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Supporting The Arsenal isn’t what it used to be for old school Gooners

PUBLISHED: 13:35 18 July 2017 | UPDATED: 08:46 19 July 2017

OpAa 2017: An Arsenal matchday booze-up. Picture: Lee Goodwright/OpAa

OpAa 2017: An Arsenal matchday booze-up. Picture: Lee Goodwright/OpAa

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An annual Arsenal photo exhibition transported old-school Gooners back to life before the Emirates. The Gazette caught up with organiser John Clubb, and features some of the best photos from years gone by.

OpAa 2017: Organisers outside Piebury Corner in Holloway Road on Friday. From left: Paul Campbell, Stephen Conroy, John Hilditch, Dan McCarthy and John Clubb. Picture: Polly HancockOpAa 2017: Organisers outside Piebury Corner in Holloway Road on Friday. From left: Paul Campbell, Stephen Conroy, John Hilditch, Dan McCarthy and John Clubb. Picture: Polly Hancock

Supporting The Arsenal isn’t what it used to be.

The world class Emirates Stadium, built in 2006, came at a cost to old school Gooners.

Like fans of other clubs, they have footed the bill for modernisation with rocketing ticket prices. But the cost is more than just financial.

Compared with the Highbury days, their matchday experience will never be the same again.

OpAa 2017: Arsenal parading the League Cup around Highbury Stadium in 1987. Picture: Lee Goodwright/OpAaOpAa 2017: Arsenal parading the League Cup around Highbury Stadium in 1987. Picture: Lee Goodwright/OpAa

That sense of loss, and longing, is what the Operation Arsenal Art (OpAa) team wanted to capture with its fourth annual exhibition on Friday night.

Held at Piebury Corner, a matchday hangout in Holloway Road, the fan-submitted photos were largely from the pre-mobile phone (and therefore pre-Emirates) era.

John Clubb, one of the OpAa organisers, said: “We have a following of fans in their 30s, 40s and 50s so the pictures had a touch of nostalgia. It was a celebration of old school Arsenal.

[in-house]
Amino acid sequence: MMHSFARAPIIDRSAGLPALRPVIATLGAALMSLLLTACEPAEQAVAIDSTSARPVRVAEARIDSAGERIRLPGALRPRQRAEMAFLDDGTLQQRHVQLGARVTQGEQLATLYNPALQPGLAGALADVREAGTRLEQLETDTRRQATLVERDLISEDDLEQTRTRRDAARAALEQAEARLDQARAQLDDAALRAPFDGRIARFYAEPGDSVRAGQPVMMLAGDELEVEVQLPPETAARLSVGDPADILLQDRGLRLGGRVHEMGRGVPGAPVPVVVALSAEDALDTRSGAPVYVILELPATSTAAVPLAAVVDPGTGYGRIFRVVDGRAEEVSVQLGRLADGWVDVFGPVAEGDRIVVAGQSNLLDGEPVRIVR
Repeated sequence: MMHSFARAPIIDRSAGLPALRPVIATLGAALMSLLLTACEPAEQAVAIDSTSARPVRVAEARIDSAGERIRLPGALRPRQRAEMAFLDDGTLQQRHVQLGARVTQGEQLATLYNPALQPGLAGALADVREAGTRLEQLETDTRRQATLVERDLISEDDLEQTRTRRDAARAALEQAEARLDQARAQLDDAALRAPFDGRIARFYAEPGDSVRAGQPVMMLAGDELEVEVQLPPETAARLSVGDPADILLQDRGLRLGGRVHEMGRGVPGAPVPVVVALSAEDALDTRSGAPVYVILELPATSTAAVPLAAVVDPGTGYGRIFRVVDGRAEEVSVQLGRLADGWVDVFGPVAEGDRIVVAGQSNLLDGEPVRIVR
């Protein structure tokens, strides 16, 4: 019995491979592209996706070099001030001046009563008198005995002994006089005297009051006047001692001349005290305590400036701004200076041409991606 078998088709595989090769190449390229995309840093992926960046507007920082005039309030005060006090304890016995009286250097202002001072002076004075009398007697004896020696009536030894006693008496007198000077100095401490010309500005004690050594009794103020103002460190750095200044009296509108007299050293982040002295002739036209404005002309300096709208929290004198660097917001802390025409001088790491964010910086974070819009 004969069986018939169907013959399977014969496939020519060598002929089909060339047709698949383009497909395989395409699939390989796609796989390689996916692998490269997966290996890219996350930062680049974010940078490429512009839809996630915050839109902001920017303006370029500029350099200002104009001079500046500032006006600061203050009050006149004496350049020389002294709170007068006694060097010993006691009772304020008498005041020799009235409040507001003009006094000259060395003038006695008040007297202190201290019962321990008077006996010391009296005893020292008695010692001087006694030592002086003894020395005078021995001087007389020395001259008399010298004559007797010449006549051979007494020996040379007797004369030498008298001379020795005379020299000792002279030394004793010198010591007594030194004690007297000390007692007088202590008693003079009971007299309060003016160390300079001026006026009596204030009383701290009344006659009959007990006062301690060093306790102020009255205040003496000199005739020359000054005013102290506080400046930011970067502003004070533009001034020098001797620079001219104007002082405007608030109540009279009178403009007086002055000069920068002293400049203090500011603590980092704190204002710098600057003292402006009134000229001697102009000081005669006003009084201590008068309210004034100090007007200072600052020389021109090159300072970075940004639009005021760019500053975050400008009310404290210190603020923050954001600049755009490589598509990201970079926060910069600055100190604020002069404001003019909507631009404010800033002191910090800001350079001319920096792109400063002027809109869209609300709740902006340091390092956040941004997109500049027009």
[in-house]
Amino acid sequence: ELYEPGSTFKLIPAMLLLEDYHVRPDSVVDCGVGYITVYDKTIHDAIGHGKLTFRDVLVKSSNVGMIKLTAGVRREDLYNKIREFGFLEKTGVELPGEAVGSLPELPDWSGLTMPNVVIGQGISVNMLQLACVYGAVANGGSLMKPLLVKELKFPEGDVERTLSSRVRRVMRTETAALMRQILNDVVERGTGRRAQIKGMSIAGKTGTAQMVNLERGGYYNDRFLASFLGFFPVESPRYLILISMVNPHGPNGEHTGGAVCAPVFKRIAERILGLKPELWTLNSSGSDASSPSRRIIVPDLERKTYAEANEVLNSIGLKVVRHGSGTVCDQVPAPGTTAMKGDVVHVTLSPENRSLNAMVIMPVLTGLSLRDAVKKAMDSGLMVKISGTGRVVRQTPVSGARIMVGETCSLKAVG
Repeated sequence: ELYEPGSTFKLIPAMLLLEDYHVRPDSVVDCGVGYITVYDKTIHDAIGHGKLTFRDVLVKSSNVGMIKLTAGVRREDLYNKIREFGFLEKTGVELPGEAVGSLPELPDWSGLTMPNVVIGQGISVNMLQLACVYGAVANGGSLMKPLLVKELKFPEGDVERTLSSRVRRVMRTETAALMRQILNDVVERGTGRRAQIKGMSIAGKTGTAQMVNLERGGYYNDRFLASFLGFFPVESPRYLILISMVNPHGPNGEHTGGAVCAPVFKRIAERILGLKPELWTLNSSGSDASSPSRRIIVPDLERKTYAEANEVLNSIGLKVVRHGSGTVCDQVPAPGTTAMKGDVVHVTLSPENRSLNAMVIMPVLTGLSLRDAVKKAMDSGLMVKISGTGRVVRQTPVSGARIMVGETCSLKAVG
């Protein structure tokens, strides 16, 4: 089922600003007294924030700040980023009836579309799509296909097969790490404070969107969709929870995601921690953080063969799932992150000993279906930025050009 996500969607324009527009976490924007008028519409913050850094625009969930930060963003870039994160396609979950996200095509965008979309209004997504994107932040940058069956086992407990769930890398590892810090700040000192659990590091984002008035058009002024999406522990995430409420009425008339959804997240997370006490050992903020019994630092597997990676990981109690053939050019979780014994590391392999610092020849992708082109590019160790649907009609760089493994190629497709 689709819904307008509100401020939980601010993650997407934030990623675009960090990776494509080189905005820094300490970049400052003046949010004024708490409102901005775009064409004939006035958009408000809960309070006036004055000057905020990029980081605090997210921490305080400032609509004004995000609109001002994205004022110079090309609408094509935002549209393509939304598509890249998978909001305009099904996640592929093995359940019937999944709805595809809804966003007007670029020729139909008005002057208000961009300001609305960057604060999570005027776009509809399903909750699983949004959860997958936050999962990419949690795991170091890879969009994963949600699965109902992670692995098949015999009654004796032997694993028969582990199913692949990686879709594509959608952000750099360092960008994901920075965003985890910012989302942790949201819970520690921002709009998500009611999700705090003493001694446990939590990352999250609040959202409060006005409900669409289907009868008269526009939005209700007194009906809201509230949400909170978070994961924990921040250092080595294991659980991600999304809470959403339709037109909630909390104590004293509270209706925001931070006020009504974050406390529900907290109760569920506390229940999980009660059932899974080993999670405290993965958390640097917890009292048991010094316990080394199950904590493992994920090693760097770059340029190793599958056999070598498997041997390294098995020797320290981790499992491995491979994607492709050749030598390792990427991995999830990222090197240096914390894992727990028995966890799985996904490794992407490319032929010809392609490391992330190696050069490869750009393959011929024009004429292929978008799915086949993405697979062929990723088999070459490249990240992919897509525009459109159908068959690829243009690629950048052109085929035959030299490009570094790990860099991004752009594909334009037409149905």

“I’m from the generation where Highbury was home. People would define themselves as a Clock Ender or North Banker. The new Emirates Stadium is lovely, but it doesn’t feel special.

OpAa 2017: Highbury Stadium in the early 2000s. Picture: Lee Goodwright/OpAaOpAa 2017: Highbury Stadium in the early 2000s. Picture: Lee Goodwright/OpAa

“In terms of the general football experience, some elements are better nowadays, but from a personal perspective I look back to when you would ring up your mates on a Saturday morning and ask: ‘You going to The Arsenal today?’ There was no booking tickets. You’d turn up. For one game there might have been four of you, but there could be 15 at the next.

“My first season ticket was in 1984. That cost me £85 [equivalent of £250 today, according to the Bank of England inflation calculator]. Today, I pay £1,200 at the Emirates.

“Within the ground, that creates a different type of fan. There are lots of tourists, and the Emirates often has a bad atmosphere. It’s become sanitised, and in some ways that’s not exactly a bad thing. But following The Arsenal has changed.”

He added: “A lot of us aren’t into this Arsenal Fan TV [the YouTube channel famous for interviewing angry supporters outside the ground] wannabe celebrity stuff. People can do what they like, but there seems to be a hell of a lot of fans using the club to further their own agenda.”

OpAa 2017: Mark Higgins with Ian Wright in Copenhagen in 1994. Picture: Mark Higgins/OpAaOpAa 2017: Mark Higgins with Ian Wright in Copenhagen in 1994. Picture: Mark Higgins/OpAa

The exhibition at the famous Gooners pie shop in Holloway Road, attended by about 100 fans, raised £600 for the Willow Foundation and Emily Ash Trust.


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